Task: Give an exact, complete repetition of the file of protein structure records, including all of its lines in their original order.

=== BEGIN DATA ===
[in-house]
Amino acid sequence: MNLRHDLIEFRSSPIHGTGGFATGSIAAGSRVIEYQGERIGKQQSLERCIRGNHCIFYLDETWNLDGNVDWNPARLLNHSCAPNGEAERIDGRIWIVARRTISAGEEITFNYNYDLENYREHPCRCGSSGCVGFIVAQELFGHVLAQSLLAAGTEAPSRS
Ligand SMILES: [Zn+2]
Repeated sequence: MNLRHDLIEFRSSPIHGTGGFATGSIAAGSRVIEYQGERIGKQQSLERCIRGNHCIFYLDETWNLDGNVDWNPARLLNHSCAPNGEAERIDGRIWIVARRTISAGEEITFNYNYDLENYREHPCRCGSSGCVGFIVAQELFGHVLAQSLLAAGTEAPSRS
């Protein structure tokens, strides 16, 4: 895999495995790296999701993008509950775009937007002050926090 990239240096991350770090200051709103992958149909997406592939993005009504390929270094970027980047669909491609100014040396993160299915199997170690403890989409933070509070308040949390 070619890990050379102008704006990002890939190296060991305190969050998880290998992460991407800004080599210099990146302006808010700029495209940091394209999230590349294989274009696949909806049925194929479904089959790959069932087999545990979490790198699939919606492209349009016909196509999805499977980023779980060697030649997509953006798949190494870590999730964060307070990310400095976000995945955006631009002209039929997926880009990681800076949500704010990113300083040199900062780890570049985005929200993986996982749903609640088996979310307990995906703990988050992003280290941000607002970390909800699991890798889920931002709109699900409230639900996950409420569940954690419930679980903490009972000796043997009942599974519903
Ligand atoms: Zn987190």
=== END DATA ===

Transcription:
[in-house]
Amino acid sequence: MNLRHDLIEFRSSPIHGTGGFATGSIAAGSRVIEYQGERIGKQQSLERCIRGNHCIFYLDETWNLDGNVDWNPARLLNHSCAPNGEAERIDGRIWIVARRTISAGEEITFNYNYDLENYREHPCRCGSSGCVGFIVAQELFGHVLAQSLLAAGTEAPSRS
Ligand SMILES: [Zn+2]
Repeated sequence: MNLRHDLIEFRSSPIHGTGGFATGSIAAGSRVIEYQGERIGKQQSLERCIRGNHCIFYLDETWNLDGNVDWNPARLLNHSCAPNGEAERIDGRIWIVARRTISAGEEITFNYNYDLENYREHPCRCGSSGCVGFIVAQELFGHVLAQSLLAAGTEAPSRS
């Protein structure tokens, strides 16, 4: 895999495995790296999701993008509950775009937007002050926090 990239240096991350770090200051709103992958149909997406592939993005009504390929270094970027980047669909491609100014040396993160299915199997170690403890989409933070509070308040949390 070619890990050379102008704006990002890939190296060991305190969050998880290998992460991407800004080599210099990146302006808010700029495209940091394209999230590349294989274009696949909806049925194929479904089959790959069932087999545990979490790198699939919606492209349009016909196509999805499977980023779980060697030649997509953006798949190494870590999730964060307070990310400095976000995945955006631009002209039929997926880009990681800076949500704010990113300083040199900062780890570049985005929200993986996982749903609640088996979310307990995906703990988050992003280290941000607002970390909800699991890798889920931002709109699900409230639900996950409420569940954690419930679980903490009972000796043997009942599974519903
Ligand atoms: Zn987190």